• September 26 down the years

Barrichello grabs his chance in China

What happened on this day in Formula One history
Rubens Barrichello takes the plaudits from the pit wall after winning the debut Chinese Grand Prix © Sutton Images

With Michael Schumacher's fifth consecutive title for Ferrari wrapped up before the end of August, it was team-mate Rubens Barrichello's chance to take his rewards for his yeoman-like support, and he followed victory a fortnight earlier at Monza with another win at the debut Chinese Grand Prix. The race as a spectacle was helped by Schumacher being forced to start from the back of the grid after a spin during qualifying, and without him dominating there was a real ding-dong battle, less than a second and a half covering Barrichello, Jenson Button and the McLaren- Mercedes of Kimi Raikkonen at the finish. Richard Williams in the Guardian said of the new venue that it was an "outstanding new track, which combines a rich architectural spectacle with a layout that encourages the drivers to attempt the overtaking manoeuvres that used to be the point of motor racing. The result is remarkable enough to make it seem a shame that it took the course designer, Hermann Tilke, three goes to get it right. But where the German architect's previous efforts in Malaysia and Bahrain produced circuits manifestly unconducive to proper racing."

Alain Prost became only the second man after the legendary Juan Manuel Fangio to win four world championships when a second-place finish at the Portuguese Grand Prix secured him the title. Ironically, the winner was Schumacher, the man who went on to take five and equal Fangio. "These records only mean anything when you are racing," Prost said. "Once you have stopped they are of no consequence." Prost drove a typically safe race, steering clear of several accidents, but the drive of the day was by Damon Hill. Starting the day on pole, he stalled on the grid before the parade lap, began the race at the back and then stormed through the field to take third. "My father once said to me you're a better class of person from the back of the grid," he said, adding: "But I'm not sure I would agree after that."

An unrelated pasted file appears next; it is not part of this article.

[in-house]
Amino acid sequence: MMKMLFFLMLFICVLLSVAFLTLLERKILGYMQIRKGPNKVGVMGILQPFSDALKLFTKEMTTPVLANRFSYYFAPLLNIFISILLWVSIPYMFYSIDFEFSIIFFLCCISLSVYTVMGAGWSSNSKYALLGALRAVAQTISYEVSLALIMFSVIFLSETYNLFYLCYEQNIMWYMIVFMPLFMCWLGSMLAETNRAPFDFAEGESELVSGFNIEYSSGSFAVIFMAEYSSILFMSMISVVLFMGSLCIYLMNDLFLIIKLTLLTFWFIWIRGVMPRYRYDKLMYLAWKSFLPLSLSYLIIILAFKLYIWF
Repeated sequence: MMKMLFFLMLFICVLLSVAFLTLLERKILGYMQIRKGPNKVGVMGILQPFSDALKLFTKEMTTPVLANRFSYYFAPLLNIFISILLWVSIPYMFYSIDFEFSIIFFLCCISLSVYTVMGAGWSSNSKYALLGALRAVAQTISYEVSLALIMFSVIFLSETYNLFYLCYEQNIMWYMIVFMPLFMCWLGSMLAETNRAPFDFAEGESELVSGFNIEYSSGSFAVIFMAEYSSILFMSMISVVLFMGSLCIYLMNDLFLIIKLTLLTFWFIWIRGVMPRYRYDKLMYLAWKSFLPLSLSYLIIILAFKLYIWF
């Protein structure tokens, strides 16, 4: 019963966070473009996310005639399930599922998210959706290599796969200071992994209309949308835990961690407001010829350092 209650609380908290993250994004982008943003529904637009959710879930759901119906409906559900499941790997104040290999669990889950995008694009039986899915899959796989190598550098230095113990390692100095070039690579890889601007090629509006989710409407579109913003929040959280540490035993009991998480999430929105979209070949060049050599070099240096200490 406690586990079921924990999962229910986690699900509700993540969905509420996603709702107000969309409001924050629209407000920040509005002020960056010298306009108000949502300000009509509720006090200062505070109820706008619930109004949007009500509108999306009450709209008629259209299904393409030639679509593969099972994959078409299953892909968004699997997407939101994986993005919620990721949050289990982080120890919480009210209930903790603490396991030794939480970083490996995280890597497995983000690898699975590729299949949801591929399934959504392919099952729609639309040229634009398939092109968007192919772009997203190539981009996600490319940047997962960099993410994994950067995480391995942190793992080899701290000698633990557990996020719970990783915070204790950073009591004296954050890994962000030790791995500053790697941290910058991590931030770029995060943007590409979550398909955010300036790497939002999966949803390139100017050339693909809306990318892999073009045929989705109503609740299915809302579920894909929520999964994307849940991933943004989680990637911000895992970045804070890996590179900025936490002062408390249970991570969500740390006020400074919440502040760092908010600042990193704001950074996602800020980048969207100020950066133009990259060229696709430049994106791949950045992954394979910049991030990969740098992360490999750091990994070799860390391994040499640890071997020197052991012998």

Patrick Friesacher, born on this day in Wolsberg, Austria, had half a season in Formula One in 2005 with the struggling Minardi team. The record books will show he finished sixth at the US Grand Prix, but that was the infamous race where only six cars started after a boycott over safety. He was ditched midway through the year after his sponsors failed to come up with the promised cash.

Tim Schenken, born on his day in Sydney, came into F1 in 1970 with an impressive pedigree in British Formula racing but in tragic circumstances as a replacement at de Tomaso for Piers Courage. In 1971 he drove for Brabham where he more than matched No. 1 driver Graham Hill and secured his only podium at the Australian Grand Prix. A switch to Surtees in 1972 proved a bad decision and his career ended in 1974 driving for the uncompetitive Trojan outfit. He subsequently drove in sports car events before retiring in 1977.